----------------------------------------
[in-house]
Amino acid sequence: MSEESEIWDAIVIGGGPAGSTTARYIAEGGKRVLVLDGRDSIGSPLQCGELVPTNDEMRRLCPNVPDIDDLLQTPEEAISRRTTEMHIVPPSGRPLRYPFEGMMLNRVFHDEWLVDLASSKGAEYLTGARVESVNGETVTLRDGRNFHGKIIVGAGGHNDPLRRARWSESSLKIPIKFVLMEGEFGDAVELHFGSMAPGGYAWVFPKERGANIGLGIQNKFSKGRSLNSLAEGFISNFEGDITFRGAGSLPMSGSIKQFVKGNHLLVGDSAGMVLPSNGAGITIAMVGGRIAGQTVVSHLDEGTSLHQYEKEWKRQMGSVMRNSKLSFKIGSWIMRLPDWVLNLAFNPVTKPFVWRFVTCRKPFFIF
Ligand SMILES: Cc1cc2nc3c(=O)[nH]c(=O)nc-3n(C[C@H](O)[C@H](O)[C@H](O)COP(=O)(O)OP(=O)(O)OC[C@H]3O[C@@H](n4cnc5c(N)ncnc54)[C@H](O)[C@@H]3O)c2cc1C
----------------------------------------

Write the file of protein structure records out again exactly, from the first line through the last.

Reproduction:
[in-house]
Amino acid sequence: MSEESEIWDAIVIGGGPAGSTTARYIAEGGKRVLVLDGRDSIGSPLQCGELVPTNDEMRRLCPNVPDIDDLLQTPEEAISRRTTEMHIVPPSGRPLRYPFEGMMLNRVFHDEWLVDLASSKGAEYLTGARVESVNGETVTLRDGRNFHGKIIVGAGGHNDPLRRARWSESSLKIPIKFVLMEGEFGDAVELHFGSMAPGGYAWVFPKERGANIGLGIQNKFSKGRSLNSLAEGFISNFEGDITFRGAGSLPMSGSIKQFVKGNHLLVGDSAGMVLPSNGAGITIAMVGGRIAGQTVVSHLDEGTSLHQYEKEWKRQMGSVMRNSKLSFKIGSWIMRLPDWVLNLAFNPVTKPFVWRFVTCRKPFFIF
Ligand SMILES: Cc1cc2nc3c(=O)[nH]c(=O)nc-3n(C[C@H](O)[C@H](O)[C@H](O)COP(=O)(O)OP(=O)(O)OC[C@H]3O[C@@H](n4cnc5c(N)ncnc54)[C@H](O)[C@@H]3O)c2cc1C